**Suggestions for nut/seed/fruit mixture: dried cranberries, apricots, dates, pecans, chia seeds, flax meal, sunflower seeds, coconut, walnuts, almonds, sesame seeds, pepitas, dried apples, or even chocolate chips. I didn’t measure carefully for this batch, and I don’t think it really matters. I just started pouring items into a liquid measuring cup until it hit 3 cups. My mix for this batch (amounts approximate): 1/2 c sunflower seeds, 3/4 c dried cranberries, 1/2 c pumpkin seeds, 3/4 c whole raw almonds, 2 T chia seeds, sprinkle of finely shredded unsweetened coconut on one half (I was afraid I wouldn’t like the coconut…but I did! Weird).

Gooey Chocolate Chip Cookie Bars

These are inspired by Chocolate-Covered Katie’s Healthy Deep-Dish Cookie Pie. I’ve made some tweaks to her recipe and halved it (it’s just not smart for me to have more than this amount in my house at a given time!). These are incredibly gooey and delicious and a total sneak for people who are leery of “weird, healthy food” (I get this line a lot at my own house). I’ve taken them to work and to a party. Everyone who tried tried them said they never would have guessed that the primary ingredients are garbanzo beans and oatmeal.

{Note: this is no Pioneer Woman or Smitten Kitchen, so don’t get all fired up about the possibility of beautiful step-by-step photos. Or high-quality photos of any kind for that matter. I will just tell you right now that most photos on my recipes are likely to be taken with my iPhone in my dimly lit and windowless kitchen. I’m sorry. I hope that will change down the road. I promise you that I won’t post a recipe unless I truly believe it’s fantastic. Hopefully that will be enough to make you consider giving it a try, lousy photo or not.}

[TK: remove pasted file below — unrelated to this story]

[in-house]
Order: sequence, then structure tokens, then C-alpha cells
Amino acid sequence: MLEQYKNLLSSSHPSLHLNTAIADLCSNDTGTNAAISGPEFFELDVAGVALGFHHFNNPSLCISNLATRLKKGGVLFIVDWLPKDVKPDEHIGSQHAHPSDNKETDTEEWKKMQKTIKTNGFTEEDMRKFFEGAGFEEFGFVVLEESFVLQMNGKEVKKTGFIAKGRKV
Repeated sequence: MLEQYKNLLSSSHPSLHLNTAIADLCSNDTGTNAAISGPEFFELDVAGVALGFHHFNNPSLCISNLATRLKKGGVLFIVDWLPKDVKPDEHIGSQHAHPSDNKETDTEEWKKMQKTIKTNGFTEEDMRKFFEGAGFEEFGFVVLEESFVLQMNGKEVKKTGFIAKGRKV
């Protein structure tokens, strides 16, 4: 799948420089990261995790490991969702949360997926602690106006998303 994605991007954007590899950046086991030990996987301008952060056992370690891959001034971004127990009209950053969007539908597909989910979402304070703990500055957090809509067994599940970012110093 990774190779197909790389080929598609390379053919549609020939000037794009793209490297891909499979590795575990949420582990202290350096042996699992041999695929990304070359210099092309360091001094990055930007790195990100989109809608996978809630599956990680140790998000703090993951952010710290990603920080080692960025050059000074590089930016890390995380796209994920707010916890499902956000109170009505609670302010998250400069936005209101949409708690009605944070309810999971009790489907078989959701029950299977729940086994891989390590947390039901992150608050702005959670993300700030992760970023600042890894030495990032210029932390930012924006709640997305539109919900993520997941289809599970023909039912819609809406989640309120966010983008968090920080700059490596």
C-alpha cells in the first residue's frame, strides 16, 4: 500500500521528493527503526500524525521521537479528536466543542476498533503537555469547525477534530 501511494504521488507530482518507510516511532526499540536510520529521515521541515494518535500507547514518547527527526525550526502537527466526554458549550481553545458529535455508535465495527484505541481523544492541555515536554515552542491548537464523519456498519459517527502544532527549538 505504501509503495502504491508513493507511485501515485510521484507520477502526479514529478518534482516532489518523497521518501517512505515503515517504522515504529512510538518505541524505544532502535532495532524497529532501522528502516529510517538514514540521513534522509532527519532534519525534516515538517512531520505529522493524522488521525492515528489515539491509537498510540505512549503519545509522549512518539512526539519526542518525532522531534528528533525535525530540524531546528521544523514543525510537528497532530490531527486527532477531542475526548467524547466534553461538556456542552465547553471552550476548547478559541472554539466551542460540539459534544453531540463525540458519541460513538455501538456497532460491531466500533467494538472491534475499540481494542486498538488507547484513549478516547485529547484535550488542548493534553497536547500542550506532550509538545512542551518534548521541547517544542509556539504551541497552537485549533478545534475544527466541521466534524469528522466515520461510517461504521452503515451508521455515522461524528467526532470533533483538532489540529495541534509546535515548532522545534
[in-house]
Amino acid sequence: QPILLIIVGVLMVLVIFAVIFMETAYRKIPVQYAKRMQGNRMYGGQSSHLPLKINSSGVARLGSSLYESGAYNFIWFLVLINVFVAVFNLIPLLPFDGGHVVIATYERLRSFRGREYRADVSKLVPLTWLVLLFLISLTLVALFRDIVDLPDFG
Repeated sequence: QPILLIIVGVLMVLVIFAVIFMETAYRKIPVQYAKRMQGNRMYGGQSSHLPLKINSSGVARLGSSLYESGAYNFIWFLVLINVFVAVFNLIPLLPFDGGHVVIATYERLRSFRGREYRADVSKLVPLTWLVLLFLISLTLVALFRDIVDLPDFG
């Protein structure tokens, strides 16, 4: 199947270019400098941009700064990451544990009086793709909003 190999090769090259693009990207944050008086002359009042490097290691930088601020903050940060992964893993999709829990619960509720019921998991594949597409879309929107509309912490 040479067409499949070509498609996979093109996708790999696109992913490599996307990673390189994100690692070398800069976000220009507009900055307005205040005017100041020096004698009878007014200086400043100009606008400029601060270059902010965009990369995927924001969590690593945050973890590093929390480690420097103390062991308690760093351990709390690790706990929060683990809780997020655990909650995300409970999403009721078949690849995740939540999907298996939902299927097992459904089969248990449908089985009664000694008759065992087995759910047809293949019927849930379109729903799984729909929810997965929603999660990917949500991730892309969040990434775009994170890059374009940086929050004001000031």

Gooey Chocolate Chip Cookie Bars

  • 1 can unseasoned white beans or garbanzo beans, drained and rinsed {I used garbanzos}
  • 1/2 cup quick oats or certified-gf quick oats
  • 3 medjool dates {don’t forget to take out the pits!}
  • 1/4 tsp baking soda
  • 1 tsp baking powder
  • 1/4 tsp salt
  • 1/3 c Sucanat and 1/3 c agave
  • 1 1/2 T canola oil {I plan to use coconut oil for the next batch, as it’s much healthier}
  • 1 tsp pure vanilla extract
  • 1/2 cup semisweet or dark chocolate chips {if you’re feeling frisky, why not try a blend of the two?}
  1. Blend everything except the chips very well in the food processor. {Be aware that your mixture won’t smell very good at this point. It will smell like beans with vanilla, which is, well, weird. Never fear! I swear that once you bake the bars, you’ll never remember that the base is beans.}
  2. Stir in chips, and pour into a small oiled pan (I used a small pie plate; a double batch fits nicely in a 9×13 Pyrex baking dish).
  3. Bake at 350F for 35-40 minutes. Let stand at least 10 minutes before removing from the pan.

Cut yourself a mammoth slice and enjoy! Once they have cooled, I store them in the fridge. When hot, these would be fabulous with your ice cream of choice (dairy or non-dairy) and chocolate sauce. This morning, the cooled cookie bars had a melt-in-my-mouth fudgy consistency. Divine. And I didn’t even feel guilty about eating one for breakfast.

I plan to play with this recipe as a base for breakfast bars with add-ins of dried fruit, chopped nuts, and coconut flakes. I think a big batch would freeze well individually wrapped and would make a great breakfast go-to on rushed mornings. I’ll keep you posted.